The World Health Organization (WHO) believes Ketamine is an essential medicine used for anaesthesia and analgesia (pain relief) in adults and children, having been listed on the WHO Essential Medicines List since 1985. In 2015, the WHO Expert Committee on Drug Dependence reviewed the latest evidence on the potential harm to health and dependence- producing properties of ketamine and upheld its previous recommendations (of 2014, 2012 and 2006) that ketamine should not be a scheduled medication.

  • Would it work the same if I took it intramuscularly (IM) orally or nasally?
    No. Ketamine is absorbed very differently through the oral and nasal routes versus the intravenous route.  Patients tend to experience more undesirable side effects and complications with the IM, oral and nasal routes.  Clinical studies have reliably shown that the greatest results come from ketamine administered intravenously.
  • How does Ketamine work?
    Depression, anxiety, pain, and other forms of stress physically damage the part of the brain responsible for memory, learning, and higher-order thinking. It is currently believed that a metabolite, a breakdown product of ketamine and not the ketamine itself, is responsible for the physical healing to those parts of the brain damaged by the depression. Exactly how ketamine helps to repair the brain is currently unknown.
  • What conditions respond well to ketamine treatments?
    Major depression, the depressed phase of bipolar disorder (bipolar depression), postpartum depression, post-traumatic stress disorder (PTSD), obsessive compulsive disorder (OCD), pain syndromes such as complex regional pain syndrome (CRPS)(formerly known as reflex sympathetic dystrophy (RSD)), migraine headaches, trigeminal neuralgia, phantom limb pain and addiction.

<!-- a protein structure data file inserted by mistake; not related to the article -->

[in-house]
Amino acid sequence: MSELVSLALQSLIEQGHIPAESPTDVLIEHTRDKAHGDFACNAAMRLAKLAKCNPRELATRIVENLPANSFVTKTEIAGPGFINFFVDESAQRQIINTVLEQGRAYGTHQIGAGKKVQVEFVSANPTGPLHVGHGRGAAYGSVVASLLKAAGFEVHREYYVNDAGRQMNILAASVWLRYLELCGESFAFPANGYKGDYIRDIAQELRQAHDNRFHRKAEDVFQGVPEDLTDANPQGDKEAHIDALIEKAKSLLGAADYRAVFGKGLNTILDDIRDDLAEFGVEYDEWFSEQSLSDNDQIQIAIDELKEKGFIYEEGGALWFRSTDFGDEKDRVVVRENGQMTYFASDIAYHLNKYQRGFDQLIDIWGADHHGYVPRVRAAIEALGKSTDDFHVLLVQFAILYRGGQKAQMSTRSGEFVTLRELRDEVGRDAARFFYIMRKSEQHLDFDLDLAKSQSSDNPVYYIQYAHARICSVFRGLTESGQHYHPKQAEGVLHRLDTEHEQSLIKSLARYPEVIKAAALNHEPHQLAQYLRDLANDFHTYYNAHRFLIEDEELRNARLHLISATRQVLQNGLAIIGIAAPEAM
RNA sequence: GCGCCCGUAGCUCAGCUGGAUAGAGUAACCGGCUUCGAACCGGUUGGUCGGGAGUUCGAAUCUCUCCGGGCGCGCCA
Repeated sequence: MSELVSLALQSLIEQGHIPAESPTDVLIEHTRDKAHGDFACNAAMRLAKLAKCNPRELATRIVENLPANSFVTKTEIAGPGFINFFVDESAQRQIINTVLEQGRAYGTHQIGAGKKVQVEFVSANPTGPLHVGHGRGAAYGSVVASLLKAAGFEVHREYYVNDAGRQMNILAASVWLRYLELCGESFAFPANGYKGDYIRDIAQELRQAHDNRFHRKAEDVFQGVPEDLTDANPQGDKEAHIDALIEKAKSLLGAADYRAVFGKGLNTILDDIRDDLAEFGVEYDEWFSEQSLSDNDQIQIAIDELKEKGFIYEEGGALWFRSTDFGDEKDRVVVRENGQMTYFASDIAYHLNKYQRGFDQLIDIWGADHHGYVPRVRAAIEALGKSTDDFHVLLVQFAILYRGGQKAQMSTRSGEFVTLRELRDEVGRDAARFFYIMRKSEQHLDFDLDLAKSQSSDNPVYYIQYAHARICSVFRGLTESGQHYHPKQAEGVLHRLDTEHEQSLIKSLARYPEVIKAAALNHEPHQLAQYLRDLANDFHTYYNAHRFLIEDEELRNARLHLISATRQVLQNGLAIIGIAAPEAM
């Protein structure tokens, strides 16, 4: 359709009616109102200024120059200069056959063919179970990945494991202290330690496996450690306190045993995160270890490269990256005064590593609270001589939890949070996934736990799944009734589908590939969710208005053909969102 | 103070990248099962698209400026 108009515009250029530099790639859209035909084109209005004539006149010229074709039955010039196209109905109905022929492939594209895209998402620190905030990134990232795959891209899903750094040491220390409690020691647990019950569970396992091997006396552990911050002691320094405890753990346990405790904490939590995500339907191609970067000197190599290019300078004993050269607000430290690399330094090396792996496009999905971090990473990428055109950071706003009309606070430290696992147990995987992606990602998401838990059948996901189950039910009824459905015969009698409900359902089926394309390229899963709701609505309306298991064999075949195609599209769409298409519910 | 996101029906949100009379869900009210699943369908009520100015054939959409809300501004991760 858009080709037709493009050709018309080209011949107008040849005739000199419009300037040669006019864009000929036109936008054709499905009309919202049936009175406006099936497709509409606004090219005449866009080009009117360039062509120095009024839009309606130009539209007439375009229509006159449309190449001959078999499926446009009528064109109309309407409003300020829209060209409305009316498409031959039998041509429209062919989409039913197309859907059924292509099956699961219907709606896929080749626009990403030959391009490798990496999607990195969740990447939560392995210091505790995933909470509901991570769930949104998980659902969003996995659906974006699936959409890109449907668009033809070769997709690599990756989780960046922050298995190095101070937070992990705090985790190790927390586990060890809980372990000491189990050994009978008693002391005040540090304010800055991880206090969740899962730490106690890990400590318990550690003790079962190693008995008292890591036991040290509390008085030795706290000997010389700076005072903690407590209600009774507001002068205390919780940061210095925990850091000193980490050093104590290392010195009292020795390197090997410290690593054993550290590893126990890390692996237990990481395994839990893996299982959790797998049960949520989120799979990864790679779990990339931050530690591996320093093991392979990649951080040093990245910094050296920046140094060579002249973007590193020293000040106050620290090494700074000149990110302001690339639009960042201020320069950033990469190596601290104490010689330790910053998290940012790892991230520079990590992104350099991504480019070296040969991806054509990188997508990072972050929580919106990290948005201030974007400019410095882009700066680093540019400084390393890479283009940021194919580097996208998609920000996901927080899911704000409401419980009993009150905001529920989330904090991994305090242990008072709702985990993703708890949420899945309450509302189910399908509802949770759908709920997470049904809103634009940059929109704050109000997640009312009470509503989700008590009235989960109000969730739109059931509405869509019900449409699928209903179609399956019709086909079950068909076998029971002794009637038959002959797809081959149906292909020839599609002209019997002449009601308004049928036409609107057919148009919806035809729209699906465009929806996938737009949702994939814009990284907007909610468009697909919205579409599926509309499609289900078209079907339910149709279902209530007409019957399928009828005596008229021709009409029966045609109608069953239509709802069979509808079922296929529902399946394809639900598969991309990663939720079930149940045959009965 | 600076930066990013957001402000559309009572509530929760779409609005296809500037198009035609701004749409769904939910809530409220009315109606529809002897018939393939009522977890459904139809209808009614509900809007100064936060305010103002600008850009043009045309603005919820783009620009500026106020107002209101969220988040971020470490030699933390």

• Do I need a referral from a psychiatrist or therapist?
    No.  A referral is not required.  Dr. Belnap will contact your licensed mental health professional with your written permission to confirm your diagnosis and update him/her on your progress with the treatments.
  • Are there any medical conditions that will prevent a patient from receiving ketamine?
    There are very few medical conditions that will prevent a patient from receiving ketamine.  Please call 760-331-7735 to learn more.
  • What are the risks?
    The dose used for the treatment of mood disorders and pain is very low and safe. A patient’s blood pressure and heart rate may increase during the initial part of the infusion. This is monitored closely and other medications may be administered to counteract this effect if necessary. There is a risk of worsening depression if the treatment does not work for you.
  • Do I have to stop my other medications?